An increasingly tech-savvy student population, intensified scrutiny on institutions to improve student retention and success, and a costly textbook model that is far short of optimal are consistently challenging traditional methods of teaching and learning. The burden falls to institutional leaders to drive down costs while also improving the quality of education.

Incorporating eTextbooks, while a great first step to easing the rising cost of higher education, only scratches the surface of what is possible. A bigger opportunity exists to truly transform the educational experience by addressing the core challenges facing higher education:

  • Improving faculty and student engagement around all course content through a common toolset
  • Enhancing pedagogy through the delivery of rich content 
  • Creating the conditions for the lowest cost on proprietary eTextbooks through aggregated demand
  • Allowing instructors to supplement traditional course materials with low-cost alternatives, such as open educational resources and faculty-generated content
  • Enabling immediate access to all course materials to support full-term learning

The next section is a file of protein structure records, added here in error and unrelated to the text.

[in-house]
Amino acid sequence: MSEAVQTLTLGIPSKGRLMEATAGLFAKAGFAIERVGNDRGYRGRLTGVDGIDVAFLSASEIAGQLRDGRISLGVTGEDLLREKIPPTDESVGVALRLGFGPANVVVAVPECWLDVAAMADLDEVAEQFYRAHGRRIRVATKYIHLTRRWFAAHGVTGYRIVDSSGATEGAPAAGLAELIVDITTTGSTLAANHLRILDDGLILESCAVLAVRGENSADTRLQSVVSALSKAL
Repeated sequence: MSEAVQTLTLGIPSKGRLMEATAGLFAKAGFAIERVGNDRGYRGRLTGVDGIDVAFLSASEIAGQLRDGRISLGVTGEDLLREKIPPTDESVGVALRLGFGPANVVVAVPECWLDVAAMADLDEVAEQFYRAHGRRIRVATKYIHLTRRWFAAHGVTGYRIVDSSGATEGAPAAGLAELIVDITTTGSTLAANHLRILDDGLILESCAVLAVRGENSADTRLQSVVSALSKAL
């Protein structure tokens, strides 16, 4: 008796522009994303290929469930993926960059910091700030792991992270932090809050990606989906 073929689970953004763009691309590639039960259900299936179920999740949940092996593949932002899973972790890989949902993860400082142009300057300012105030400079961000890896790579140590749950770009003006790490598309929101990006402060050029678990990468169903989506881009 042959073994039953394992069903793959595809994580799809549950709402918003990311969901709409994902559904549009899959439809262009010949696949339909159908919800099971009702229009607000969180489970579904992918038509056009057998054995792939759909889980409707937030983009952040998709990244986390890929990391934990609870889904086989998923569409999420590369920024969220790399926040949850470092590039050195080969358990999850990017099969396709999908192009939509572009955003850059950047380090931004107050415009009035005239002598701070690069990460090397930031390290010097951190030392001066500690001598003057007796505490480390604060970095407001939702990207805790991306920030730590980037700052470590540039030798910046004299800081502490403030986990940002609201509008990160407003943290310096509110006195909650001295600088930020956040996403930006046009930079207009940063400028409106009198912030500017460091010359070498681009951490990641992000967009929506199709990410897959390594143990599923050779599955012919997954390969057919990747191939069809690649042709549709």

• Assisting with student retention and success efforts via current reading and engagement analytics

Learn more about how Courseload is helping institutions realize these benefits today, while also anticipating the needs of tomorrow.

Latest News

Courseload Welcomes Joseph Costanzo as Senior Vice President, Sales

Mar 17, 2014

Deep Experience with Educational Technology Key to Continuing Courseload’s Growth

INDIANAPOLIS, March 18, 2014—Courseload, an institutional solution for the delivery and use of eTextbooks and digital course materials in higher education, is pleased to welcome Joseph Costanzo as its Senior Vice President of Sales.

Costanzo was an early pioneer in learning technology as a member of the founding management team of Eduprise, which...

Latest Blog

Faculty: Increase Engagement with Students in Three Easy Steps

Jun 09, 2014

A previous blog described ways to successfully recruit faculty as a critical first step in implementing a digital course materials program. The second, and more important step, is to move from participation to engagement.

Working with early adopters from institutions of all sizes and types has helped us identify many ways that faculty are creatively leveraging Courseload Engage to enhance faculty and student engagement within the context of...